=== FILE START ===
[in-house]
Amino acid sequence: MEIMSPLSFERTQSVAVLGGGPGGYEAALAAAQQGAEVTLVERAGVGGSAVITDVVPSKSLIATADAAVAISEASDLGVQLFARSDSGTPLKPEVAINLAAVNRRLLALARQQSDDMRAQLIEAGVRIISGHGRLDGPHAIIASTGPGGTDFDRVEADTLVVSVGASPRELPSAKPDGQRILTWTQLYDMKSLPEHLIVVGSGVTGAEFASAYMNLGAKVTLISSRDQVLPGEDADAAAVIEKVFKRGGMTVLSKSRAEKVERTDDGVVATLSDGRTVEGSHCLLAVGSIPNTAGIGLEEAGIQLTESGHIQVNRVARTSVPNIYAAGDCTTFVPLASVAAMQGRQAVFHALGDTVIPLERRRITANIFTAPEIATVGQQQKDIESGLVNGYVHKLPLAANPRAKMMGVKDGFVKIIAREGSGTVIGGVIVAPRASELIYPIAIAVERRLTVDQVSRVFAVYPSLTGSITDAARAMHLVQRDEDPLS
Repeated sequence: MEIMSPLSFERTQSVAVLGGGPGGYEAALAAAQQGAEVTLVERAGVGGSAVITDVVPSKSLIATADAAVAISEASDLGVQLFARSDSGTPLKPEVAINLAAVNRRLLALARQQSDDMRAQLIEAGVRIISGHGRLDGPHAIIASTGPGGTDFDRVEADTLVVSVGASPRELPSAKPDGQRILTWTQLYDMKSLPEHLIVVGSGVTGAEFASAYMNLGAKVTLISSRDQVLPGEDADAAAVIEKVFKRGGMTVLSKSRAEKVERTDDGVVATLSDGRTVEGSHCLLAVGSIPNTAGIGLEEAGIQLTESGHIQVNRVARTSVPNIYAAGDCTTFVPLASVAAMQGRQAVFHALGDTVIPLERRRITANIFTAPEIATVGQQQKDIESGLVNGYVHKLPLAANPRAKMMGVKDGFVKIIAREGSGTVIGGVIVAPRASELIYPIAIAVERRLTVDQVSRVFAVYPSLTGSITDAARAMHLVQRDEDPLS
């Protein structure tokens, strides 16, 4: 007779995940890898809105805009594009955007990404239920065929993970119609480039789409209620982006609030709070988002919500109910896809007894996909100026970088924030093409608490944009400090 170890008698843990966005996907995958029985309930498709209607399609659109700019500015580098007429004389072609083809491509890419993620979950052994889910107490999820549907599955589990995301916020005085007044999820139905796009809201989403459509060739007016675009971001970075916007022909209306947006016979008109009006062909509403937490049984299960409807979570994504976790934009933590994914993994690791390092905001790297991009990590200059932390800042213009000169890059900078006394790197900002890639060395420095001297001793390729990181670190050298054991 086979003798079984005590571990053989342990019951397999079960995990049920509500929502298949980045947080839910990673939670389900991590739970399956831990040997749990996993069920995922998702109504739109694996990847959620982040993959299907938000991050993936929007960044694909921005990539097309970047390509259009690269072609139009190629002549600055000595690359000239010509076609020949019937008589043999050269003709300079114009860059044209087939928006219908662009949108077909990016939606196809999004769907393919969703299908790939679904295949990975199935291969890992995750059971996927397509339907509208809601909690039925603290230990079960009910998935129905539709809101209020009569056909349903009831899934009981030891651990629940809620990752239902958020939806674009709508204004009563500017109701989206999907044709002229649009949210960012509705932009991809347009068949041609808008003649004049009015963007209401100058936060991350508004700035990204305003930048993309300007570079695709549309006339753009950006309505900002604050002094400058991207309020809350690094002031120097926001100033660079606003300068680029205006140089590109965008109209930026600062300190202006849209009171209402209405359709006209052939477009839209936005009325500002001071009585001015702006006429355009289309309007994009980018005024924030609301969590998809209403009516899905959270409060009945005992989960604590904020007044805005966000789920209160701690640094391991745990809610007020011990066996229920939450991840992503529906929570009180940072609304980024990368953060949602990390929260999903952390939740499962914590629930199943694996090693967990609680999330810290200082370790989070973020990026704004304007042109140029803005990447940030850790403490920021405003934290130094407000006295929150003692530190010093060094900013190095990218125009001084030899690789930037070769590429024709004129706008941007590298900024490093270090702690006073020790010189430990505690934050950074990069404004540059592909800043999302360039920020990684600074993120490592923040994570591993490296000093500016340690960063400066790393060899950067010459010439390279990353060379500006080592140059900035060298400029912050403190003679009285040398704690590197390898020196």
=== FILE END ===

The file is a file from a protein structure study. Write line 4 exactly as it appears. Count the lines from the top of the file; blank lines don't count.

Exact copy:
């Protein structure tokens, strides 16, 4: 007779995940890898809105805009594009955007990404239920065929993970119609480039789409209620982006609030709070988002919500109910896809007894996909100026970088924030093409608490944009400090 170890008698843990966005996907995958029985309930498709209607399609659109700019500015580098007429004389072609083809491509890419993620979950052994889910107490999820549907599955589990995301916020005085007044999820139905796009809201989403459509060739007016675009971001970075916007022909209306947006016979008109009006062909509403937490049984299960409807979570994504976790934009933590994914993994690791390092905001790297991009990590200059932390800042213009000169890059900078006394790197900002890639060395420095001297001793390729990181670190050298054991 086979003798079984005590571990053989342990019951397999079960995990049920509500929502298949980045947080839910990673939670389900991590739970399956831990040997749990996993069920995922998702109504739109694996990847959620982040993959299907938000991050993936929007960044694909921005990539097309970047390509259009690269072609139009190629002549600055000595690359000239010509076609020949019937008589043999050269003709300079114009860059044209087939928006219908662009949108077909990016939606196809999004769907393919969703299908790939679904295949990975199935291969890992995750059971996927397509339907509208809601909690039925603290230990079960009910998935129905539709809101209020009569056909349903009831899934009981030891651990629940809620990752239902958020939806674009709508204004009563500017109701989206999907044709002229649009949210960012509705932009991809347009068949041609808008003649004049009015963007209401100058936060991350508004700035990204305003930048993309300007570079695709549309006339753009950006309505900002604050002094400058991207309020809350690094002031120097926001100033660079606003300068680029205006140089590109965008109209930026600062300190202006849209009171209402209405359709006209052939477009839209936005009325500002001071009585001015702006006429355009289309309007994009980018005024924030609301969590998809209403009516899905959270409060009945005992989960604590904020007044805005966000789920209160701690640094391991745990809610007020011990066996229920939450991840992503529906929570009180940072609304980024990368953060949602990390929260999903952390939740499962914590629930199943694996090693967990609680999330810290200082370790989070973020990026704004304007042109140029803005990447940030850790403490920021405003934290130094407000006295929150003692530190010093060094900013190095990218125009001084030899690789930037070769590429024709004129706008941007590298900024490093270090702690006073020790010189430990505690934050950074990069404004540059592909800043999302360039920020990684600074993120490592923040994570591993490296000093500016340690960063400066790393060899950067010459010439390279990353060379500006080592140059900035060298400029912050403190003679009285040398704690590197390898020196």